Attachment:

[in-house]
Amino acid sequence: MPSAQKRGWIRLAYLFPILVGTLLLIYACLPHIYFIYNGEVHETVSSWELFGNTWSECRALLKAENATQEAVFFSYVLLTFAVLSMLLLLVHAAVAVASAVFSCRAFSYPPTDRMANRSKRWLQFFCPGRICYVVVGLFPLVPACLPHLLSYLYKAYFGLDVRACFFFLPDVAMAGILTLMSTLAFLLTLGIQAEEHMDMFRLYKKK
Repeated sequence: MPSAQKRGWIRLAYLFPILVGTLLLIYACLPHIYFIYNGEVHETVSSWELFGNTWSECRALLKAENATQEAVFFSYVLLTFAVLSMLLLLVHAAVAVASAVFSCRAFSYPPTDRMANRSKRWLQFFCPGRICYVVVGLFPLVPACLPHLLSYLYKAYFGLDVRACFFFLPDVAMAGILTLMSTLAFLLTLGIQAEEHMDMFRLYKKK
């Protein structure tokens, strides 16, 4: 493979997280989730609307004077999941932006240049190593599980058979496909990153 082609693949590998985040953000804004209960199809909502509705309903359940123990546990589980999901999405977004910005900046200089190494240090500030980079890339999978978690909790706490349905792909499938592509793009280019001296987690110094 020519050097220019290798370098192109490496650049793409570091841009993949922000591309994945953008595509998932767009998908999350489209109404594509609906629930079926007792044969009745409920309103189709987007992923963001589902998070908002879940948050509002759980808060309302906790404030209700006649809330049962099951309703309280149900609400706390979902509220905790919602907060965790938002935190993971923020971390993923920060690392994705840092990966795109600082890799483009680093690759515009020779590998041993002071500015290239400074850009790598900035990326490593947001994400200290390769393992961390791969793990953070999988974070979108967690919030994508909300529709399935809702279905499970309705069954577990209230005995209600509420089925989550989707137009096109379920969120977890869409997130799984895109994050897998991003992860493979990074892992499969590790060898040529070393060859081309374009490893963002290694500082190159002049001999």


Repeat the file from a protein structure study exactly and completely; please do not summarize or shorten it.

[in-house]
Amino acid sequence: MPSAQKRGWIRLAYLFPILVGTLLLIYACLPHIYFIYNGEVHETVSSWELFGNTWSECRALLKAENATQEAVFFSYVLLTFAVLSMLLLLVHAAVAVASAVFSCRAFSYPPTDRMANRSKRWLQFFCPGRICYVVVGLFPLVPACLPHLLSYLYKAYFGLDVRACFFFLPDVAMAGILTLMSTLAFLLTLGIQAEEHMDMFRLYKKK
Repeated sequence: MPSAQKRGWIRLAYLFPILVGTLLLIYACLPHIYFIYNGEVHETVSSWELFGNTWSECRALLKAENATQEAVFFSYVLLTFAVLSMLLLLVHAAVAVASAVFSCRAFSYPPTDRMANRSKRWLQFFCPGRICYVVVGLFPLVPACLPHLLSYLYKAYFGLDVRACFFFLPDVAMAGILTLMSTLAFLLTLGIQAEEHMDMFRLYKKK
């Protein structure tokens, strides 16, 4: 493979997280989730609307004077999941932006240049190593599980058979496909990153 082609693949590998985040953000804004209960199809909502509705309903359940123990546990589980999901999405977004910005900046200089190494240090500030980079890339999978978690909790706490349905792909499938592509793009280019001296987690110094 020519050097220019290798370098192109490496650049793409570091841009993949922000591309994945953008595509998932767009998908999350489209109404594509609906629930079926007792044969009745409920309103189709987007992923963001589902998070908002879940948050509002759980808060309302906790404030209700006649809330049962099951309703309280149900609400706390979902509220905790919602907060965790938002935190993971923020971390993923920060690392994705840092990966795109600082890799483009680093690759515009020779590998041993002071500015290239400074850009790598900035990326490593947001994400200290390769393992961390791969793990953070999988974070979108967690919030994508909300529709399935809702279905499970309705069954577990209230005995209600509420089925989550989707137009096109379920969120977890869409997130799984895109994050897998991003992860493979990074892992499969590790060898040529070393060859081309374009490893963002290694500082190159002049001999």